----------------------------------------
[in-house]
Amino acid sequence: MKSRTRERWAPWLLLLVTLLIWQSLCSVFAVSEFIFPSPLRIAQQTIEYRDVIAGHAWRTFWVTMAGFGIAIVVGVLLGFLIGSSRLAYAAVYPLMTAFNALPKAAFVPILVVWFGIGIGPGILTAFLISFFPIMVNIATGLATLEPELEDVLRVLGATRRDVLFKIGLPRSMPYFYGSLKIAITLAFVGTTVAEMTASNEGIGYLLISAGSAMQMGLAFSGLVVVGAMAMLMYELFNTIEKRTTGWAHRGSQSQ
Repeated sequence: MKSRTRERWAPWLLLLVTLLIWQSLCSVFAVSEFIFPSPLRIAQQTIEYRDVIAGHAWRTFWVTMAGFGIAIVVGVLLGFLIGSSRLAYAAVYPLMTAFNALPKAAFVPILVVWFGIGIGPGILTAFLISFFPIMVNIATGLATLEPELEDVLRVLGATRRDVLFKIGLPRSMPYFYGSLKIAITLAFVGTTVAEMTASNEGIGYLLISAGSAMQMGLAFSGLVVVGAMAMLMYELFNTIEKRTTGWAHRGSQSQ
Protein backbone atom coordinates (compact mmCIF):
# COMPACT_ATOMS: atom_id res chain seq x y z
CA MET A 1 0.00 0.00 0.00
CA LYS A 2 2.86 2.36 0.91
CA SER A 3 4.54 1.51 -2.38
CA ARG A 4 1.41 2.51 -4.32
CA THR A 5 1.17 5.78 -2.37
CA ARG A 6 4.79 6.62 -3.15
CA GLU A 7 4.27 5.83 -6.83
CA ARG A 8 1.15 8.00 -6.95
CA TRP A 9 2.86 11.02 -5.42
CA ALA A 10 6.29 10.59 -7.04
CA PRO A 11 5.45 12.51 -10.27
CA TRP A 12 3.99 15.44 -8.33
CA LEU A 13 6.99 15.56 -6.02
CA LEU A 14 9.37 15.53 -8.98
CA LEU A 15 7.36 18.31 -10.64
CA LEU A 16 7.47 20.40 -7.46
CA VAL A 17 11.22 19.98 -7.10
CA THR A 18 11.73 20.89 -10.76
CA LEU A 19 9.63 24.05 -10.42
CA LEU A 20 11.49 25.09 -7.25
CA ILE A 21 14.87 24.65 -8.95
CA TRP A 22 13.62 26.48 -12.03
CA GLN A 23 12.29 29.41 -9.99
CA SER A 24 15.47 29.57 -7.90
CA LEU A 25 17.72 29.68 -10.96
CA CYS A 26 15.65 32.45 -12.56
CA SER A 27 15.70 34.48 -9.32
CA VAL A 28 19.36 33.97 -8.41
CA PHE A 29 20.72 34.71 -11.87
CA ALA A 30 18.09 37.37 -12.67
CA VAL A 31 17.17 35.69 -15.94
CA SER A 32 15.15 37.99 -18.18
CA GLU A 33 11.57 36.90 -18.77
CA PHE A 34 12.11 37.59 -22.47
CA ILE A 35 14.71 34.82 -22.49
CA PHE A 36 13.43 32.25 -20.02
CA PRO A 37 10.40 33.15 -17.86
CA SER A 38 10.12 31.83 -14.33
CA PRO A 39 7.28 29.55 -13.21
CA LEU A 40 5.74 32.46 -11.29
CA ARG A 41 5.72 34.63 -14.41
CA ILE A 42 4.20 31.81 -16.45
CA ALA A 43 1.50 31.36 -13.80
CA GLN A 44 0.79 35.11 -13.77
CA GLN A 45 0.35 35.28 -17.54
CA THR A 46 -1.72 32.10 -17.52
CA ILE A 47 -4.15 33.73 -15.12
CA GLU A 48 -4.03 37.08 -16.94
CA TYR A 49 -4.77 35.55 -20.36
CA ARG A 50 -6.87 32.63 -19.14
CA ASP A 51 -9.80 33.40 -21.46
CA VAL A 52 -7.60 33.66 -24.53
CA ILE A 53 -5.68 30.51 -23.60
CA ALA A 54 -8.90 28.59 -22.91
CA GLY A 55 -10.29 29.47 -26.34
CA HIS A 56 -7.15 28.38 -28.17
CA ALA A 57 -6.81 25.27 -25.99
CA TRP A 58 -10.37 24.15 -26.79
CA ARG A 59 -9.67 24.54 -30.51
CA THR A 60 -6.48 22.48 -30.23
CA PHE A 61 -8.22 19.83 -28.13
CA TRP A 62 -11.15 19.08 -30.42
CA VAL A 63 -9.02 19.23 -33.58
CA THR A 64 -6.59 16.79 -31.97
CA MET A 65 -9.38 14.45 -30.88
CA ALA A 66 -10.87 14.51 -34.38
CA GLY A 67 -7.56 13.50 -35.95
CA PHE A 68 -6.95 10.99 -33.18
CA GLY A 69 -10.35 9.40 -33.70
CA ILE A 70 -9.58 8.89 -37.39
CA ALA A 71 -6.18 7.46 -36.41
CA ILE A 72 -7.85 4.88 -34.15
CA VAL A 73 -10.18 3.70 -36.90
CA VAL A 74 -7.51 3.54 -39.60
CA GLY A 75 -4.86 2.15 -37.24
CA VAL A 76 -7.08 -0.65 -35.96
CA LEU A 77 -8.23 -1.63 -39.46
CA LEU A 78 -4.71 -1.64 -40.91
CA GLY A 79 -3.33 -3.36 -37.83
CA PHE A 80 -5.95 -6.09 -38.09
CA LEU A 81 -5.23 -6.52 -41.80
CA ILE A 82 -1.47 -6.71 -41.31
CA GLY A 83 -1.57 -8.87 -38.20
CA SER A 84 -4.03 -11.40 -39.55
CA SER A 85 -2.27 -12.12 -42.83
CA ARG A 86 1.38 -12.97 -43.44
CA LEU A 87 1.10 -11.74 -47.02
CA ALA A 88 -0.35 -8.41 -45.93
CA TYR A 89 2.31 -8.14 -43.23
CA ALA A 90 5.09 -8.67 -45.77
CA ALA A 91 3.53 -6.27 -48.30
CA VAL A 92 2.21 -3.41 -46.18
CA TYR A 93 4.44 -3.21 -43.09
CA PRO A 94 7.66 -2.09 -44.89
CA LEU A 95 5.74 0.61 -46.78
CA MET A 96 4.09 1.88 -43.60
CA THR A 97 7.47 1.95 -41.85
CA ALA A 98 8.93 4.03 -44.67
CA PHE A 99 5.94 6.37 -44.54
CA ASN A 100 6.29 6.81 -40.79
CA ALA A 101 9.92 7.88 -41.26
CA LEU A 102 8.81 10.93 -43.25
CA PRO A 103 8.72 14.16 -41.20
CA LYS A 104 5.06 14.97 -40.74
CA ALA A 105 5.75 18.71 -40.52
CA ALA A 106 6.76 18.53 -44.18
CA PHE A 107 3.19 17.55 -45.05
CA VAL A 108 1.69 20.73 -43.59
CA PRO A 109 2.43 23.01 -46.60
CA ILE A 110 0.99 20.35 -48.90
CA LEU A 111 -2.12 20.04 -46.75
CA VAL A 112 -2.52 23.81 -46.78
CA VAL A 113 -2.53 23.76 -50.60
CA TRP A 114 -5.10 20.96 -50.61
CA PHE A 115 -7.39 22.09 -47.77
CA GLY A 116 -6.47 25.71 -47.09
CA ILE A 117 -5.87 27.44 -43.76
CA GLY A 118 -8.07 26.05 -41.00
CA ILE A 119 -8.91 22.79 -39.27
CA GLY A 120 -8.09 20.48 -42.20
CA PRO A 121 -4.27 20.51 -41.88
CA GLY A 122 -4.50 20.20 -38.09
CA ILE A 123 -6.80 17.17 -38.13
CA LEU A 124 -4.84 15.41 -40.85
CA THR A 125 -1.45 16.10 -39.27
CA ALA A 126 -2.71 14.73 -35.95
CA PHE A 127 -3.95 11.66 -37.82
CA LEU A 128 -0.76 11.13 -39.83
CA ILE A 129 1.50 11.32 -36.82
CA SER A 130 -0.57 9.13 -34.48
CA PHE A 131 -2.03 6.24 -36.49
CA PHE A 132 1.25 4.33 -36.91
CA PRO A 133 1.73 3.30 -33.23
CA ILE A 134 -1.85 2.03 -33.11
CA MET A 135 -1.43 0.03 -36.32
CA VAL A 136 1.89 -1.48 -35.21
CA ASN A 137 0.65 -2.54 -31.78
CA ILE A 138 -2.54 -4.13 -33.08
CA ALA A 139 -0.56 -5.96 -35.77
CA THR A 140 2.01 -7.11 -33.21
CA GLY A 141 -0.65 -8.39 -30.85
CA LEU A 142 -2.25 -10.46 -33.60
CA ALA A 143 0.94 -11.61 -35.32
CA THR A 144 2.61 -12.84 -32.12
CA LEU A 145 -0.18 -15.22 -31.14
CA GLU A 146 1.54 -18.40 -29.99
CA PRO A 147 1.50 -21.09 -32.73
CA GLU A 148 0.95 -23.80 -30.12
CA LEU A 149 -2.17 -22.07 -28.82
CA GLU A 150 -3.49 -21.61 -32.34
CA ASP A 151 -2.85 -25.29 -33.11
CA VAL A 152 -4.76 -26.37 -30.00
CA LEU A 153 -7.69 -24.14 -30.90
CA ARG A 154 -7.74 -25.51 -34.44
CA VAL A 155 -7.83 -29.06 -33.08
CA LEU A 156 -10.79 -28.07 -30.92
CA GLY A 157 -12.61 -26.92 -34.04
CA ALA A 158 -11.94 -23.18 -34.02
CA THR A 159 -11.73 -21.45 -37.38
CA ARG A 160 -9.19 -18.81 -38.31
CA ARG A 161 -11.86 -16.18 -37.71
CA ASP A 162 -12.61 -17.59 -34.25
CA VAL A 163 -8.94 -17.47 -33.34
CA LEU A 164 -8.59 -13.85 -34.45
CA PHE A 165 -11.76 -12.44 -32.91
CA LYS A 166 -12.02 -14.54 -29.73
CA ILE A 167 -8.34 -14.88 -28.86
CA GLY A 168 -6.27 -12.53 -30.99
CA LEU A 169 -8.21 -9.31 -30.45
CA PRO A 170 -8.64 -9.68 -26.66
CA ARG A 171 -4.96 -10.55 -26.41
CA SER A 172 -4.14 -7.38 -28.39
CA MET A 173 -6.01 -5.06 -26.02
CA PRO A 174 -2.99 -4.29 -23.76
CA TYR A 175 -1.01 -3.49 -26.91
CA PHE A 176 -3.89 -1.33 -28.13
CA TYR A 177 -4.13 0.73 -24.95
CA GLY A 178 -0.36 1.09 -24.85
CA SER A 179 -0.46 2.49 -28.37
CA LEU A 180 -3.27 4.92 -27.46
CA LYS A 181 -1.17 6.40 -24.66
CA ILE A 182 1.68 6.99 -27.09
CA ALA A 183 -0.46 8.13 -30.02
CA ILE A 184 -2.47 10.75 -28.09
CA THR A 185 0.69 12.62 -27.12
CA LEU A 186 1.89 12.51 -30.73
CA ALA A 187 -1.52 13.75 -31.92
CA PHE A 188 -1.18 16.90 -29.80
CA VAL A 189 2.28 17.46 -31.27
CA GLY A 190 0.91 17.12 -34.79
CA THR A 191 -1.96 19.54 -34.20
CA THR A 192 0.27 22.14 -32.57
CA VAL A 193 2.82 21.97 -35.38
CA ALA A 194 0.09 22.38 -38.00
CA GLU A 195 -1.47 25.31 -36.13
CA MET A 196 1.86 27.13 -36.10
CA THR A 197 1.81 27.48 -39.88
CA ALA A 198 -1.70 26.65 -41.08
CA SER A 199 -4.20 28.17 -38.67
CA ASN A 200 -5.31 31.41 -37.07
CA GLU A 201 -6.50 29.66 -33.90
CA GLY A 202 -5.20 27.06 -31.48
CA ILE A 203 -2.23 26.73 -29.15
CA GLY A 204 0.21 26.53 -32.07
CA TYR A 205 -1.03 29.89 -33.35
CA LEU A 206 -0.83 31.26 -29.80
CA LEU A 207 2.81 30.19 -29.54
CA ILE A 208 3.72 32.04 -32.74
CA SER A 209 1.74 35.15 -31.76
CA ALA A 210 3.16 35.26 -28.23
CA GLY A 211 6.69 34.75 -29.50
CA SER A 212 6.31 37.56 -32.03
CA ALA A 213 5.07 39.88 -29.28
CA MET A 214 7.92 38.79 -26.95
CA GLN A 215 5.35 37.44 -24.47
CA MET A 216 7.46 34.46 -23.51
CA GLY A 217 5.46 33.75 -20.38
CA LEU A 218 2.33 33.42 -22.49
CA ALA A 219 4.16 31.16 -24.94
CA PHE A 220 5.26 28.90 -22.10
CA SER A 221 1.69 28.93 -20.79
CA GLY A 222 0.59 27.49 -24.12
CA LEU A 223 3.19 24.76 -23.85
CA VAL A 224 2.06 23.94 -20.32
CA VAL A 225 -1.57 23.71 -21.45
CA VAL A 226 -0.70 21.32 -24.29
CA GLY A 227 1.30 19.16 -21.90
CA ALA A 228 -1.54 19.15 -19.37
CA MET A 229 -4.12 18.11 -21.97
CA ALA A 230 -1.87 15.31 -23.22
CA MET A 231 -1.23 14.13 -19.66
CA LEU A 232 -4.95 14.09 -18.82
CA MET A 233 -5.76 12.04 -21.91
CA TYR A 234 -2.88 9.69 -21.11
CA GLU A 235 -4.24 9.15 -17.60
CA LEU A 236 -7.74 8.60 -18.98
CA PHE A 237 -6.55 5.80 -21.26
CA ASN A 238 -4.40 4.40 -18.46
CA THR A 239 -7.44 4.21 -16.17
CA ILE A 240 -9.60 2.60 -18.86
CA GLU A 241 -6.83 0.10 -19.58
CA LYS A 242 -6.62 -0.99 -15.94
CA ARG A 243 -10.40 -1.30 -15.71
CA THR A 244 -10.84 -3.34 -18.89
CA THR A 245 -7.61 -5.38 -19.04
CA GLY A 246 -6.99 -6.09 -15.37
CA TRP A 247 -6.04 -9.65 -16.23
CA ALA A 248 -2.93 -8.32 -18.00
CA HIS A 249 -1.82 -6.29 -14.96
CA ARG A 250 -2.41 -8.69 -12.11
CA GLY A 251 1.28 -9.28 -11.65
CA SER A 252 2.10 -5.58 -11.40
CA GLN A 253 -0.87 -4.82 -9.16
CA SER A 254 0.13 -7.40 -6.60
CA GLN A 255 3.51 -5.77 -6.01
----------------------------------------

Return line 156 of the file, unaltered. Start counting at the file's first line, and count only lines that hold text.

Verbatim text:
CA ASP A 151 -2.85 -25.29 -33.11